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Japanese Skimmia
Skimmia japonica subsp. reevesiana

Family: Rutaceae (roo-TAY-see-ee) (Info)
Genus: Skimmia (SKIM-ee-uh) (Info)
Species: japonica subsp. reevesiana
Synonym:Skimmia reevesiana




18-24 in. (45-60 cm)


6-8 ft. (1.8-2.4 m)


USDA Zone 7a: to -17.7 C (0 F)

USDA Zone 7b: to -14.9 C (5 F)

USDA Zone 8a: to -12.2 C (10 F)

USDA Zone 8b: to -9.4 C (15 F)

USDA Zone 9a: to -6.6 C (20 F)

USDA Zone 9b: to -3.8 C (25 F)

Sun Exposure:

Light Shade


Unknown - Tell us

Bloom Color:

White/Near White

Bloom Time:

Late Spring/Early Summer


Grown for foliage



Other details:

Average Water Needs; Water regularly; do not overwater

Flowers are fragrant

Soil pH requirements:

5.6 to 6.0 (acidic)

Patent Information:

Unknown - Tell us

Propagation Methods:

Unknown - Tell us

Seed Collecting:

Unknown - Tell us


This plant has been said to grow in the following regions:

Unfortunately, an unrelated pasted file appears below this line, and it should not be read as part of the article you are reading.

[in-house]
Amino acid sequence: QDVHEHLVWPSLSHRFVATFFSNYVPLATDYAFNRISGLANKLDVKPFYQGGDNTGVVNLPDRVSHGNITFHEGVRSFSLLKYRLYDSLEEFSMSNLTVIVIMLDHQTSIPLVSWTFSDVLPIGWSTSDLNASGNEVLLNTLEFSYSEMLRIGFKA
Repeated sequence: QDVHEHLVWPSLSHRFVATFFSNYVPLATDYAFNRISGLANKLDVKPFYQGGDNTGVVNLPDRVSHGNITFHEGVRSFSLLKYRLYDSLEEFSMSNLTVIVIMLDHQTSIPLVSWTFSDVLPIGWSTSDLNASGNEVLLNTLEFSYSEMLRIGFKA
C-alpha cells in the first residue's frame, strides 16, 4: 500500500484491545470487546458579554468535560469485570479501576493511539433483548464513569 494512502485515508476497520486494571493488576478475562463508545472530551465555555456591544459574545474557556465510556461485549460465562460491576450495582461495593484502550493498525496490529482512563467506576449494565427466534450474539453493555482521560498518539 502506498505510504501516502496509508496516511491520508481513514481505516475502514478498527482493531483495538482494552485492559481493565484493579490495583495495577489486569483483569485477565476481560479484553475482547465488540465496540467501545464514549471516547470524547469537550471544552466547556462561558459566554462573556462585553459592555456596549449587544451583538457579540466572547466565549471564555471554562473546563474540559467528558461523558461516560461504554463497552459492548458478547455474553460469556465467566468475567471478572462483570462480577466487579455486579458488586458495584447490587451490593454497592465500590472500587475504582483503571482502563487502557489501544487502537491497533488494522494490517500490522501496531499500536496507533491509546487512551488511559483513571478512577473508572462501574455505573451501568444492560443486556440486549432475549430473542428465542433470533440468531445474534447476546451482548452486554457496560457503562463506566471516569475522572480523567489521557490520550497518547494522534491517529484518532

Baltimore, Maryland

Marion, Massachusetts

Brookhaven, New York

East Meadow, New York

Dallas, Oregon

Norristown, Pennsylvania

East Port Orchard, Washington

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Gardeners' Notes:


On Jun 1, 2010, tinyard from Baltimore, MD wrote:

Slow growing, but hardy. Love the male's flowers and the berries of the female. I had originally thought I could cut some sprays with berries to decorate the house, but quickly realized that the plant does not easily regrow/fill-in and the shape of the plant would be ruined. To my surprise I found that where lower branches touched the soil, it sent out roots, so they can spread over time. I am preparing to transplant the shrubs because they have grown taller and wider than the 'dwarf' label stated and are crowded in the space under my redbud 'Forest Pansy'. They began blooming & fruiting almost as soon as the snow melted, and the heat has followed so quickly that I am afraid to move them now. The recommended best time to do it would be 'early spring', but I wonder if doing it in the ... read more